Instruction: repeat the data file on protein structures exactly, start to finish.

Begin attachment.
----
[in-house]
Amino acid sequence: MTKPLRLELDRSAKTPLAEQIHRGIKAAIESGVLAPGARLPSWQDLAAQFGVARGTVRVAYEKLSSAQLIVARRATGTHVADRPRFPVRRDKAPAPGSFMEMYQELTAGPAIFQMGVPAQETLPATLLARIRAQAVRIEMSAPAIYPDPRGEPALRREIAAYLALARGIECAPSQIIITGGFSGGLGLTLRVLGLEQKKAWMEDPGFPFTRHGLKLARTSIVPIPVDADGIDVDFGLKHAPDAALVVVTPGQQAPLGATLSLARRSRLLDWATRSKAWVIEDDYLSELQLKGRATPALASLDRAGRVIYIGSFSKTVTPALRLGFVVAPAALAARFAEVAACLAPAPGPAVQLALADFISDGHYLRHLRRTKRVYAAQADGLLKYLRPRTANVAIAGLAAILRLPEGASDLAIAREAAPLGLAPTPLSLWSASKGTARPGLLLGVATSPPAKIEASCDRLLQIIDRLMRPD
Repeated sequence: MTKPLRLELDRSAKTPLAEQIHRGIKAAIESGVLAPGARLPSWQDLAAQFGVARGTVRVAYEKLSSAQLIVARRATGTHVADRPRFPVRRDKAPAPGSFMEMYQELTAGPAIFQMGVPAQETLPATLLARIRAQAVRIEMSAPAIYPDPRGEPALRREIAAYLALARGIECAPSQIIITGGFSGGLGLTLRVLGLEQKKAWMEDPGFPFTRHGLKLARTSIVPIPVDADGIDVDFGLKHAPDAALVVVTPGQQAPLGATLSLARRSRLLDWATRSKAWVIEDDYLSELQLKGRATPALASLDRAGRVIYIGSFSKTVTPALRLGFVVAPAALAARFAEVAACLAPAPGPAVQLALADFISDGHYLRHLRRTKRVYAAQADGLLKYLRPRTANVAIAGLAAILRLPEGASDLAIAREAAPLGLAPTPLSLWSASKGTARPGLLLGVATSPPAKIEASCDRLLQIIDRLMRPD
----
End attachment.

[in-house]
Amino acid sequence: MTKPLRLELDRSAKTPLAEQIHRGIKAAIESGVLAPGARLPSWQDLAAQFGVARGTVRVAYEKLSSAQLIVARRATGTHVADRPRFPVRRDKAPAPGSFMEMYQELTAGPAIFQMGVPAQETLPATLLARIRAQAVRIEMSAPAIYPDPRGEPALRREIAAYLALARGIECAPSQIIITGGFSGGLGLTLRVLGLEQKKAWMEDPGFPFTRHGLKLARTSIVPIPVDADGIDVDFGLKHAPDAALVVVTPGQQAPLGATLSLARRSRLLDWATRSKAWVIEDDYLSELQLKGRATPALASLDRAGRVIYIGSFSKTVTPALRLGFVVAPAALAARFAEVAACLAPAPGPAVQLALADFISDGHYLRHLRRTKRVYAAQADGLLKYLRPRTANVAIAGLAAILRLPEGASDLAIAREAAPLGLAPTPLSLWSASKGTARPGLLLGVATSPPAKIEASCDRLLQIIDRLMRPD
Repeated sequence: MTKPLRLELDRSAKTPLAEQIHRGIKAAIESGVLAPGARLPSWQDLAAQFGVARGTVRVAYEKLSSAQLIVARRATGTHVADRPRFPVRRDKAPAPGSFMEMYQELTAGPAIFQMGVPAQETLPATLLARIRAQAVRIEMSAPAIYPDPRGEPALRREIAAYLALARGIECAPSQIIITGGFSGGLGLTLRVLGLEQKKAWMEDPGFPFTRHGLKLARTSIVPIPVDADGIDVDFGLKHAPDAALVVVTPGQQAPLGATLSLARRSRLLDWATRSKAWVIEDDYLSELQLKGRATPALASLDRAGRVIYIGSFSKTVTPALRLGFVVAPAALAARFAEVAACLAPAPGPAVQLALADFISDGHYLRHLRRTKRVYAAQADGLLKYLRPRTANVAIAGLAAILRLPEGASDLAIAREAAPLGLAPTPLSLWSASKGTARPGLLLGVATSPPAKIEASCDRLLQIIDRLMRPD